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Me too. Guy was fun to watch. He was another one of those guys I followed in AMA all the way up.
It's really unfortunate.
 

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He made an excellent announcer earlier this year when he sat in with Gavin and the other guy. Nick? Anyway, he knows the riders and the tracks and the new machinery in a way that the announcers don't. He brings a whole new insight to the play-by-play action.
 

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I don't think its Ducati's fault. He had a terrible time on the factory Yamaha as well. One of the only times i've seen a full factory ride back with the CRT's.

His first year in motogp looked promising but he just lost it after that. I hate to say it, but his heart was never in Motogp after the first year. He pretty much gave up. The biggest clue was last year. Usually when riders low side they run over to the bike and try to keep going and get back in the race....not Spies. Everytime he came off that bike he would just get up and walk off the track. Would never even glance at the bike. It was obvious he didn't want to be there.

It's too bad such talent is gone already but honestly after he got hurt he didn't make much of an attempt to come back. I'm sure he will be successful in whatever he does and hopefully a lot happier, because he sure wasn't happy in motogp.
 

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Discussion Starter #5
I don't think its Ducati's fault.

Title got your attention, didn't it.:D

Perception...Ride a Ducati, you're not gonna win. Therefore, Rossi being the exception because he sells t shirts, the riders just decline or get hurt too bad and don't run the bike to the edge in fear they will get hurt.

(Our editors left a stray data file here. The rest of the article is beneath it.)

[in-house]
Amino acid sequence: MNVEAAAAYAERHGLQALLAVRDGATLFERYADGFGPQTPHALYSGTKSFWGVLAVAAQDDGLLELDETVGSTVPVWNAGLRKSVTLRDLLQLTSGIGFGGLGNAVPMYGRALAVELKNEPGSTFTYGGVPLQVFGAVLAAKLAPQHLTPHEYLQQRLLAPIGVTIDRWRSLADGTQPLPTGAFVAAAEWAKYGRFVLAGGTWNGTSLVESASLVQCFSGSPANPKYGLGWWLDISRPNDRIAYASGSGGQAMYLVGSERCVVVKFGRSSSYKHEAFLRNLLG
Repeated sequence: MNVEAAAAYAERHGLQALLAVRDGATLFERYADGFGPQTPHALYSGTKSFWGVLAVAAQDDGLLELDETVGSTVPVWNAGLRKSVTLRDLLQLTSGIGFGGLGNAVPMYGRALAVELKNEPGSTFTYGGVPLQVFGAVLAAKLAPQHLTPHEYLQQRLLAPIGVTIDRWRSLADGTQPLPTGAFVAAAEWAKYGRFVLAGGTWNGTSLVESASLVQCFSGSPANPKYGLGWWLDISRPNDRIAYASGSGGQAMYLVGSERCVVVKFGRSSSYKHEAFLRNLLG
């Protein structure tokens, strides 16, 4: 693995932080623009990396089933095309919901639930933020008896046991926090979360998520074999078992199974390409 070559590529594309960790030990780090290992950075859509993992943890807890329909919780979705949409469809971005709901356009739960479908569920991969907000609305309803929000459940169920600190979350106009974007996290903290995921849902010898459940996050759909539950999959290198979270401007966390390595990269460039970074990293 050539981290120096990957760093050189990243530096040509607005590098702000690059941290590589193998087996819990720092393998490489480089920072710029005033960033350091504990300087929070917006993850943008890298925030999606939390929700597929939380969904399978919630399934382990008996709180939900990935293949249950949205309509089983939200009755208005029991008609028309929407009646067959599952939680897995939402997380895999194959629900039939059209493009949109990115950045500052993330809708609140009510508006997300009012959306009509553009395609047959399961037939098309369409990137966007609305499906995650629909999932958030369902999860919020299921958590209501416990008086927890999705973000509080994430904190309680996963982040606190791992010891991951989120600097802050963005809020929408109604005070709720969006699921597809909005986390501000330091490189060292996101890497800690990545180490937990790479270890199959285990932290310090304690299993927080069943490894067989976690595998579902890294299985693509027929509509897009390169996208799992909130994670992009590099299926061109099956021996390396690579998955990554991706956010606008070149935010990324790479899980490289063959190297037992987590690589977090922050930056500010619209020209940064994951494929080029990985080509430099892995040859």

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hahahaha yeah it did. I agree the Ducati right now is a TERRIBLE bike on a dry track.

As far as Spies is concerned though. He hurt that shoulder last year on the Yamaha. His career was over at the end of last season when he crashed out of half the races, and while on a factory Yamaha was getting beat by the Ducati's and CRT bikes.
 

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Title got your attention, didn't it.:D

Perception...Ride a Ducati, you're not gonna win. Therefore, Rossi being the exception because he sells t shirts, the riders just decline or get hurt too bad and don't run the bike to the edge in fear they will get hurt.
^ Word

That sums it up for me.
Seeing Hayden get flung over the fence last year, and his forced exit from the track with a smoking engine just recently, kind of gave me a bit of doubt about Ducati. :D
 

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Discussion Starter #8
He can be a color commentator and then work at Colin's boot camp just to get by.:p
 

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He would be amazing at both. Toseland was another rider who made a great commentator.
 

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I'd like to think he's going to take a year off to rehab the shoulders right, without the pressure of having to return and fulfill a contract. I think a team in WSBK would take a chance on him after a year off to get well.
 

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Shoulder injuries can, and have been, career killers. Especially of late.
As Swantz said, in the old days, you were most likely to have wrist and leg injuries from getting high-sided on the 500s.